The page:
Franks and Wieners get their names from the cities of Frankfurt, Germany and Vienna, Austria (Wien, in the local language). Each had a particular type of sausage. Frankfurt’s were all pork, Vienna’s were a mix of pork and beef. Hot sausages in bread were served during royal coronations in Germany back to the 13th century, so it’s an old fast-food.
Fast-forward to late 1800s America. Lunch wagons become popular on college campuses, called “dog wagons” since they looked like the dog-catcher’s wagon. The Kennel Club lunch wagon at Yale gets its own bit in the Yale Record humor magazine about biting a “dog” in a bun. Boola Boola!
The Sandwich: According to writings from the time, the sandwich got its name from John Montagu, 4th Earl of Sandwich, a British nobleman in the 1700s. One story says that he loved playing card games and wouldn’t get up to eat. He’d ask the servants to bring him cold meat between two slices of bread. Then, other folks would ask for “the same as Sandwich!” The other story is that he was such a hard worker (he served in the government) that he’d eat at his desk rather than leave his work.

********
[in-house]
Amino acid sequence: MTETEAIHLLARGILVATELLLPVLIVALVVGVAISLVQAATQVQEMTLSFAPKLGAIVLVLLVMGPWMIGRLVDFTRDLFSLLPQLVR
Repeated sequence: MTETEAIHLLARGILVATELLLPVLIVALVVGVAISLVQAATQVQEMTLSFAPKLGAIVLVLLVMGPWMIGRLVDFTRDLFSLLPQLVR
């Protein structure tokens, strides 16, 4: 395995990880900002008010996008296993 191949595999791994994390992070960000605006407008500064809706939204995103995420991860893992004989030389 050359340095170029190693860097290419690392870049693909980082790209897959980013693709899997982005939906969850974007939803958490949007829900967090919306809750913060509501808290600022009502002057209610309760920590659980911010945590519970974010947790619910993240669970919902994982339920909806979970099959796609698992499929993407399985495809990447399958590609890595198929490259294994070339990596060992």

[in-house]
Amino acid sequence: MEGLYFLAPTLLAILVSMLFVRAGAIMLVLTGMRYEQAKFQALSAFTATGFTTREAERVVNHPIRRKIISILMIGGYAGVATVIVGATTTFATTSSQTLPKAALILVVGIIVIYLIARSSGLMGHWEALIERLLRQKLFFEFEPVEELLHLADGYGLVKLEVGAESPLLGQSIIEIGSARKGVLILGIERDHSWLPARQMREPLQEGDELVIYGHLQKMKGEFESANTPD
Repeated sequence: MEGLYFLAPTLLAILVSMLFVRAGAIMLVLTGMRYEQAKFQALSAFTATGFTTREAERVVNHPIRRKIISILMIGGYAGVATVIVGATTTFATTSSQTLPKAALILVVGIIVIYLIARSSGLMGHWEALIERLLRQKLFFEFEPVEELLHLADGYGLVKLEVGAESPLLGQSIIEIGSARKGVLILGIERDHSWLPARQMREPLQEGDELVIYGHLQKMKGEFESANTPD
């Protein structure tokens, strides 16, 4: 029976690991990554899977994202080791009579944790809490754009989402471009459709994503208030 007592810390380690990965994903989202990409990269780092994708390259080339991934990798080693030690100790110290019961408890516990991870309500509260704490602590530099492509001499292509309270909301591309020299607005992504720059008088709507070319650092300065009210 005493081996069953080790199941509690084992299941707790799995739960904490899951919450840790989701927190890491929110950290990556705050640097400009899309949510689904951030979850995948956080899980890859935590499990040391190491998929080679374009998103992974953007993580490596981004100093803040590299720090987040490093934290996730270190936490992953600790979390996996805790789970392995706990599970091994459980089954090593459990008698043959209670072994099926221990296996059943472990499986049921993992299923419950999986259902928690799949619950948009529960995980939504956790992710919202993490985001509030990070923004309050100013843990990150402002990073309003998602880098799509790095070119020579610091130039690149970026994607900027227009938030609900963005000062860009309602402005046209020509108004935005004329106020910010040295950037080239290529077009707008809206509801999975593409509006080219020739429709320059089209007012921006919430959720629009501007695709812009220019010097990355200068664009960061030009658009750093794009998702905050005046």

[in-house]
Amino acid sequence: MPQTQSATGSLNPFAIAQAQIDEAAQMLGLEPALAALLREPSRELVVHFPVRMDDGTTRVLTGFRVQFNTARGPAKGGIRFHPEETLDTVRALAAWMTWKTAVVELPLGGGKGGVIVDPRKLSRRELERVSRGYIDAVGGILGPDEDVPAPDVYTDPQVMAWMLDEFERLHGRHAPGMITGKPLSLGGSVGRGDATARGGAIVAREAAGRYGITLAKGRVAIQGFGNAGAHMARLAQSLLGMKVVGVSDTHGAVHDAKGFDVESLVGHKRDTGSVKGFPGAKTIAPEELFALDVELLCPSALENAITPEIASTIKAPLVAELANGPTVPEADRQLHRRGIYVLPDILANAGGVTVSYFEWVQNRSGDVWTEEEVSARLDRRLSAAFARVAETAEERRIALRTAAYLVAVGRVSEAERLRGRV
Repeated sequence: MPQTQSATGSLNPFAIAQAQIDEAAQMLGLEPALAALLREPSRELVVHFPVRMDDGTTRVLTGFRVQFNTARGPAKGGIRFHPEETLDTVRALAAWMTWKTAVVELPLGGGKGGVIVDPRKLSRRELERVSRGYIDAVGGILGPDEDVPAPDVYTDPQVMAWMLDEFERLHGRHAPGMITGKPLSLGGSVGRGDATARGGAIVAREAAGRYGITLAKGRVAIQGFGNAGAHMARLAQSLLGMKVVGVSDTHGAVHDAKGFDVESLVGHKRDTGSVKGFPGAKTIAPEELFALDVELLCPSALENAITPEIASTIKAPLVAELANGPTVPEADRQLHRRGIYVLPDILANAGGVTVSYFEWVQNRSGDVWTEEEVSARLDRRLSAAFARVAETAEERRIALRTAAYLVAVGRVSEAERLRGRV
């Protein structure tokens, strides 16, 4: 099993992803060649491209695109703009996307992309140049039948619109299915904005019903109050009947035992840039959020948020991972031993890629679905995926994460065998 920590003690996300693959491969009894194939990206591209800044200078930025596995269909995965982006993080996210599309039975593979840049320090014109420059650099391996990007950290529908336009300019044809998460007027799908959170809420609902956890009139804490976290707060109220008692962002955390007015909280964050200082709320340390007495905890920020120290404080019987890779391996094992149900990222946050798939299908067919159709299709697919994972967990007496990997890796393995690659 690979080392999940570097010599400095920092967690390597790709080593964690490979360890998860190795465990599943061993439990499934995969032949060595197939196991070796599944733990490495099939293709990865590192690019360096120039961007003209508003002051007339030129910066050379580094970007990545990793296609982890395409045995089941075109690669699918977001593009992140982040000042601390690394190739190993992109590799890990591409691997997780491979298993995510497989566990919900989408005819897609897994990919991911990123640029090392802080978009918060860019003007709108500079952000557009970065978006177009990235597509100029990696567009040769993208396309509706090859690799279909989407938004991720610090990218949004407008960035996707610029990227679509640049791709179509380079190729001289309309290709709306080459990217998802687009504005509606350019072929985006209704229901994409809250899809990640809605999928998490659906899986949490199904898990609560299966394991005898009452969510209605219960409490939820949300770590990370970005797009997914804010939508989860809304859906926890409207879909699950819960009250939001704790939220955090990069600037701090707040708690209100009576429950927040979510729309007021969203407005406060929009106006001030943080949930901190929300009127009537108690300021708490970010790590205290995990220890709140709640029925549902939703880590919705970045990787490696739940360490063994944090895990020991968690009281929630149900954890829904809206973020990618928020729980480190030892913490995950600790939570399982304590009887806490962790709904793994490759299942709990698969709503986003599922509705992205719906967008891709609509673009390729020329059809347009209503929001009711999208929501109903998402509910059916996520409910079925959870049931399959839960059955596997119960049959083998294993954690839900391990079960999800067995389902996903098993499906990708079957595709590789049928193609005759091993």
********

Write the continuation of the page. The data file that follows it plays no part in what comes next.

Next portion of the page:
I like the first story better.
Image By Ollie Palmer. Original image A mezzotint print of the noble earl engraved by Valentine Green, after Johann Zoffany, published 30 August 1774. [GFDL (www.gnu.org/copyleft/fdl.html) or CC-BY-SA-3.0 (www.creativecommons.org/licenses/by-sa/3.0)], via Wikimedia Commons